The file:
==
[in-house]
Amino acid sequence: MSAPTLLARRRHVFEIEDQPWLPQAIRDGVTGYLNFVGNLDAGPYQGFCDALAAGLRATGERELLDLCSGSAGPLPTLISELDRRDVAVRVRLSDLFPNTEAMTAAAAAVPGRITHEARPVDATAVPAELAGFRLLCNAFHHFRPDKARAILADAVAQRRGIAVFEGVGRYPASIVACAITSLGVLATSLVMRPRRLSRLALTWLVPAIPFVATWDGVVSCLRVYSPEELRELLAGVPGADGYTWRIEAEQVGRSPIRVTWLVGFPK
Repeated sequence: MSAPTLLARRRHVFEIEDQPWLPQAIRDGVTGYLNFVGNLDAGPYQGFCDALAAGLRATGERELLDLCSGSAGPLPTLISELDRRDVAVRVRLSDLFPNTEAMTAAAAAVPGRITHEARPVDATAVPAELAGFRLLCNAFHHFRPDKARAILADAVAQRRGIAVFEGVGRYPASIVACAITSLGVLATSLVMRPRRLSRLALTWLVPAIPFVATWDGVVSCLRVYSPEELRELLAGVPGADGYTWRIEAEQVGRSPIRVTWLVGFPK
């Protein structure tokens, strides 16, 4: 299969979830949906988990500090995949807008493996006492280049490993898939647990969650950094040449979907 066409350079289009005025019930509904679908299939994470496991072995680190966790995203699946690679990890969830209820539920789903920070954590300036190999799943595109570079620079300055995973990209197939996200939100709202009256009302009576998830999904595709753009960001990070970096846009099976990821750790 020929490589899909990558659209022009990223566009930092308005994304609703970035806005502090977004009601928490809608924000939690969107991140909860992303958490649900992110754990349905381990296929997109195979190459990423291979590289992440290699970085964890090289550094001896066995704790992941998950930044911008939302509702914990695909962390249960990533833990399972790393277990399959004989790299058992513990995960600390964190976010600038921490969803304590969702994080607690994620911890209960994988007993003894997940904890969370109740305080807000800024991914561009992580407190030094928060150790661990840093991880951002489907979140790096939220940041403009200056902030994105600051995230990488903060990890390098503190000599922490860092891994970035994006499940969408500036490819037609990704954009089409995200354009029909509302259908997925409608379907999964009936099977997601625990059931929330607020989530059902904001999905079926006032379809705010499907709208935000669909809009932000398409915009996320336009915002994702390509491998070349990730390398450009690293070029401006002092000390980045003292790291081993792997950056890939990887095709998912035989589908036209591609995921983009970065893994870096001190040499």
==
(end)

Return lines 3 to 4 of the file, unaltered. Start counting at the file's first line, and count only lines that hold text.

Repeated sequence: MSAPTLLARRRHVFEIEDQPWLPQAIRDGVTGYLNFVGNLDAGPYQGFCDALAAGLRATGERELLDLCSGSAGPLPTLISELDRRDVAVRVRLSDLFPNTEAMTAAAAAVPGRITHEARPVDATAVPAELAGFRLLCNAFHHFRPDKARAILADAVAQRRGIAVFEGVGRYPASIVACAITSLGVLATSLVMRPRRLSRLALTWLVPAIPFVATWDGVVSCLRVYSPEELRELLAGVPGADGYTWRIEAEQVGRSPIRVTWLVGFPK
């Protein structure tokens, strides 16, 4: 299969979830949906988990500090995949807008493996006492280049490993898939647990969650950094040449979907 066409350079289009005025019930509904679908299939994470496991072995680190966790995203699946690679990890969830209820539920789903920070954590300036190999799943595109570079620079300055995973990209197939996200939100709202009256009302009576998830999904595709753009960001990070970096846009099976990821750790 020929490589899909990558659209022009990223566009930092308005994304609703970035806005502090977004009601928490809608924000939690969107991140909860992303958490649900992110754990349905381990296929997109195979190459990423291979590289992440290699970085964890090289550094001896066995704790992941998950930044911008939302509702914990695909962390249960990533833990399972790393277990399959004989790299058992513990995960600390964190976010600038921490969803304590969702994080607690994620911890209960994988007993003894997940904890969370109740305080807000800024991914561009992580407190030094928060150790661990840093991880951002489907979140790096939220940041403009200056902030994105600051995230990488903060990890390098503190000599922490860092891994970035994006499940969408500036490819037609990704954009089409995200354009029909509302259908997925409608379907999964009936099977997601625990059931929330607020989530059902904001999905079926006032379809705010499907709208935000669909809009932000398409915009996320336009915002994702390509491998070349990730390398450009690293070029401006002092000390980045003292790291081993792997950056890939990887095709998912035989589908036209591609995921983009970065893994870096001190040499």